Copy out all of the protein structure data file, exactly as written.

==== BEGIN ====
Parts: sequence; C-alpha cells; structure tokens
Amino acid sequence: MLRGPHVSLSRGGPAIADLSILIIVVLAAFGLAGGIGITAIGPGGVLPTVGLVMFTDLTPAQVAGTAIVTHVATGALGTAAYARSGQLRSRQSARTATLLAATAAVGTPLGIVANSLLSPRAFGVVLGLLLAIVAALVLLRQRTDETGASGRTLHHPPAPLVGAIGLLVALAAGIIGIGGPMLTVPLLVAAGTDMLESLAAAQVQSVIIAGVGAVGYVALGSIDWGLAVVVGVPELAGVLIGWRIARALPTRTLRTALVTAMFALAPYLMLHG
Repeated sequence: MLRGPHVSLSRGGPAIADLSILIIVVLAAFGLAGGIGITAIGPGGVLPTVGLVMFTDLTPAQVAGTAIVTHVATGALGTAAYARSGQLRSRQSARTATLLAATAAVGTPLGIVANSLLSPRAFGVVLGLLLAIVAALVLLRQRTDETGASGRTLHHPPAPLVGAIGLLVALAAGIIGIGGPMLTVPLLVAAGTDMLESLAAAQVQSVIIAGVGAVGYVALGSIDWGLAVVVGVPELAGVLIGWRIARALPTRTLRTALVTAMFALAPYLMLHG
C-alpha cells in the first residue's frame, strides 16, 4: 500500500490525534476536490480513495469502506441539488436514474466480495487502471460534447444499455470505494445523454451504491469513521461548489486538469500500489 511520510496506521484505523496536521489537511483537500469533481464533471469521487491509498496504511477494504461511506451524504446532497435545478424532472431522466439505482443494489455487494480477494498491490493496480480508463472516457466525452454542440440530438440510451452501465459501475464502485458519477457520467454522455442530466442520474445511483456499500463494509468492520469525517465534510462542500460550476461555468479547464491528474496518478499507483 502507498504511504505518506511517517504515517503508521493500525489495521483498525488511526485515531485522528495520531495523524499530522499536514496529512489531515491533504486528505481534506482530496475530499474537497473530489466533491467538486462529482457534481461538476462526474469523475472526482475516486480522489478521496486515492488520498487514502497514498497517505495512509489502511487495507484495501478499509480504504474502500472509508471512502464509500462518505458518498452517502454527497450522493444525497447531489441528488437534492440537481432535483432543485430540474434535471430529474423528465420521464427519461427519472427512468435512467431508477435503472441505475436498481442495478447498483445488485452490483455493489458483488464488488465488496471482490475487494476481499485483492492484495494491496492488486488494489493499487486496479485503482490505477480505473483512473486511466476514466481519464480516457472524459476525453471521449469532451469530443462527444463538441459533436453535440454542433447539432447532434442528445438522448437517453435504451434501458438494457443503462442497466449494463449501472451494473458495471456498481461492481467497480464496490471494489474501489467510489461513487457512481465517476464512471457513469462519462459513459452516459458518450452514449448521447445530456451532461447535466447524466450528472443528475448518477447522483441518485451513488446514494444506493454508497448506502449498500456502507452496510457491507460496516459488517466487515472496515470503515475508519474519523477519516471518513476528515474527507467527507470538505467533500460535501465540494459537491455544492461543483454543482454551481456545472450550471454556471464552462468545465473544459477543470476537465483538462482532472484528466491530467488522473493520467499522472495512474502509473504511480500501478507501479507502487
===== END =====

Parts: sequence; C-alpha cells; structure tokens
Amino acid sequence: MLRGPHVSLSRGGPAIADLSILIIVVLAAFGLAGGIGITAIGPGGVLPTVGLVMFTDLTPAQVAGTAIVTHVATGALGTAAYARSGQLRSRQSARTATLLAATAAVGTPLGIVANSLLSPRAFGVVLGLLLAIVAALVLLRQRTDETGASGRTLHHPPAPLVGAIGLLVALAAGIIGIGGPMLTVPLLVAAGTDMLESLAAAQVQSVIIAGVGAVGYVALGSIDWGLAVVVGVPELAGVLIGWRIARALPTRTLRTALVTAMFALAPYLMLHG
Repeated sequence: MLRGPHVSLSRGGPAIADLSILIIVVLAAFGLAGGIGITAIGPGGVLPTVGLVMFTDLTPAQVAGTAIVTHVATGALGTAAYARSGQLRSRQSARTATLLAATAAVGTPLGIVANSLLSPRAFGVVLGLLLAIVAALVLLRQRTDETGASGRTLHHPPAPLVGAIGLLVALAAGIIGIGGPMLTVPLLVAAGTDMLESLAAAQVQSVIIAGVGAVGYVALGSIDWGLAVVVGVPELAGVLIGWRIARALPTRTLRTALVTAMFALAPYLMLHG
C-alpha cells in the first residue's frame, strides 16, 4: 500500500490525534476536490480513495469502506441539488436514474466480495487502471460534447444499455470505494445523454451504491469513521461548489486538469500500489 511520510496506521484505523496536521489537511483537500469533481464533471469521487491509498496504511477494504461511506451524504446532497435545478424532472431522466439505482443494489455487494480477494498491490493496480480508463472516457466525452454542440440530438440510451452501465459501475464502485458519477457520467454522455442530466442520474445511483456499500463494509468492520469525517465534510462542500460550476461555468479547464491528474496518478499507483 502507498504511504505518506511517517504515517503508521493500525489495521483498525488511526485515531485522528495520531495523524499530522499536514496529512489531515491533504486528505481534506482530496475530499474537497473530489466533491467538486462529482457534481461538476462526474469523475472526482475516486480522489478521496486515492488520498487514502497514498497517505495512509489502511487495507484495501478499509480504504474502500472509508471512502464509500462518505458518498452517502454527497450522493444525497447531489441528488437534492440537481432535483432543485430540474434535471430529474423528465420521464427519461427519472427512468435512467431508477435503472441505475436498481442495478447498483445488485452490483455493489458483488464488488465488496471482490475487494476481499485483492492484495494491496492488486488494489493499487486496479485503482490505477480505473483512473486511466476514466481519464480516457472524459476525453471521449469532451469530443462527444463538441459533436453535440454542433447539432447532434442528445438522448437517453435504451434501458438494457443503462442497466449494463449501472451494473458495471456498481461492481467497480464496490471494489474501489467510489461513487457512481465517476464512471457513469462519462459513459452516459458518450452514449448521447445530456451532461447535466447524466450528472443528475448518477447522483441518485451513488446514494444506493454508497448506502449498500456502507452496510457491507460496516459488517466487515472496515470503515475508519474519523477519516471518513476528515474527507467527507470538505467533500460535501465540494459537491455544492461543483454543482454551481456545472450550471454556471464552462468545465473544459477543470476537465483538462482532472484528466491530467488522473493520467499522472495512474502509473504511480500501478507501479507502487